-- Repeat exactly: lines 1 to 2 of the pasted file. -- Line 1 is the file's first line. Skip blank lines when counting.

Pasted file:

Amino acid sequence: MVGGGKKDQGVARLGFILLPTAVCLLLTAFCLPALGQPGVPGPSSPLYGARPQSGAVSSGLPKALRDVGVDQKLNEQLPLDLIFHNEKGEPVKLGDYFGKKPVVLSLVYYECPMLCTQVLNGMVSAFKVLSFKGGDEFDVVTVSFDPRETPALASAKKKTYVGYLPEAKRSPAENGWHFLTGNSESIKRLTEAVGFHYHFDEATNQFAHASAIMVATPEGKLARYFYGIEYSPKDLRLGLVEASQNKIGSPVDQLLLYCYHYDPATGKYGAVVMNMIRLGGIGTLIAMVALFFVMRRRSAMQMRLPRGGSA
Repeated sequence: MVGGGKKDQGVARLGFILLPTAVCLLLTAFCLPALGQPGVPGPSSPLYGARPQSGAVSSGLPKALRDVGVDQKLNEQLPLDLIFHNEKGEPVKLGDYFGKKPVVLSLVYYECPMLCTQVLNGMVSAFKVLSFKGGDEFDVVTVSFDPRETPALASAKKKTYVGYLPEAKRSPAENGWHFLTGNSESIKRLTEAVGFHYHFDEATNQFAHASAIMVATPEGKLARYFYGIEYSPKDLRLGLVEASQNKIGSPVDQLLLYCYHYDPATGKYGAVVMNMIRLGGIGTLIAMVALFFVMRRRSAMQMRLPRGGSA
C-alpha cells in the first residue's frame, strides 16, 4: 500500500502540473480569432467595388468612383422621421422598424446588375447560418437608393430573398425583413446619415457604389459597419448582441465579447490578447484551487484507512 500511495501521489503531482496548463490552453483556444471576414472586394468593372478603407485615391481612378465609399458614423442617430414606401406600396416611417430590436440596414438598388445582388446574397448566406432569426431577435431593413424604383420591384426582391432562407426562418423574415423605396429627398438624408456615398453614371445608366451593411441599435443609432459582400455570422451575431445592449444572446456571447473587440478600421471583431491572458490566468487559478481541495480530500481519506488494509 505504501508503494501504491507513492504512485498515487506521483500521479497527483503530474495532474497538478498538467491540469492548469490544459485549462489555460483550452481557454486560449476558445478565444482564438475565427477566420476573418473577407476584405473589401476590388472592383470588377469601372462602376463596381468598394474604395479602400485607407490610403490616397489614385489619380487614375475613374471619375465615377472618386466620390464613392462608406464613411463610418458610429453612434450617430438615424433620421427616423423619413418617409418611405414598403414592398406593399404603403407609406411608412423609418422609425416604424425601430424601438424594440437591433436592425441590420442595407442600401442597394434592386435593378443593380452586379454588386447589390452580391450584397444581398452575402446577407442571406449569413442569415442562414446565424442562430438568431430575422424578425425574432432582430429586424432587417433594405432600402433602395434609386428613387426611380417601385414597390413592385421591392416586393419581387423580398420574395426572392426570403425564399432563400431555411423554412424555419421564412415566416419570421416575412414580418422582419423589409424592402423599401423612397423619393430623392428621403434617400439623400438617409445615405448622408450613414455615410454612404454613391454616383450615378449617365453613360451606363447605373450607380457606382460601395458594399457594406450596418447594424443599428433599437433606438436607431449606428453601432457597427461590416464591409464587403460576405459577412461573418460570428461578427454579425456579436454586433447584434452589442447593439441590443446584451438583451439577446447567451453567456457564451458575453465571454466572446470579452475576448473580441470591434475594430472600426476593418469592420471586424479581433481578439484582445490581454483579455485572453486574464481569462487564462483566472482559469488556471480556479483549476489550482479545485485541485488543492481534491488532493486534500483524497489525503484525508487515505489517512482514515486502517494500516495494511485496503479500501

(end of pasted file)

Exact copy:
Amino acid sequence: MVGGGKKDQGVARLGFILLPTAVCLLLTAFCLPALGQPGVPGPSSPLYGARPQSGAVSSGLPKALRDVGVDQKLNEQLPLDLIFHNEKGEPVKLGDYFGKKPVVLSLVYYECPMLCTQVLNGMVSAFKVLSFKGGDEFDVVTVSFDPRETPALASAKKKTYVGYLPEAKRSPAENGWHFLTGNSESIKRLTEAVGFHYHFDEATNQFAHASAIMVATPEGKLARYFYGIEYSPKDLRLGLVEASQNKIGSPVDQLLLYCYHYDPATGKYGAVVMNMIRLGGIGTLIAMVALFFVMRRRSAMQMRLPRGGSA
Repeated sequence: MVGGGKKDQGVARLGFILLPTAVCLLLTAFCLPALGQPGVPGPSSPLYGARPQSGAVSSGLPKALRDVGVDQKLNEQLPLDLIFHNEKGEPVKLGDYFGKKPVVLSLVYYECPMLCTQVLNGMVSAFKVLSFKGGDEFDVVTVSFDPRETPALASAKKKTYVGYLPEAKRSPAENGWHFLTGNSESIKRLTEAVGFHYHFDEATNQFAHASAIMVATPEGKLARYFYGIEYSPKDLRLGLVEASQNKIGSPVDQLLLYCYHYDPATGKYGAVVMNMIRLGGIGTLIAMVALFFVMRRRSAMQMRLPRGGSA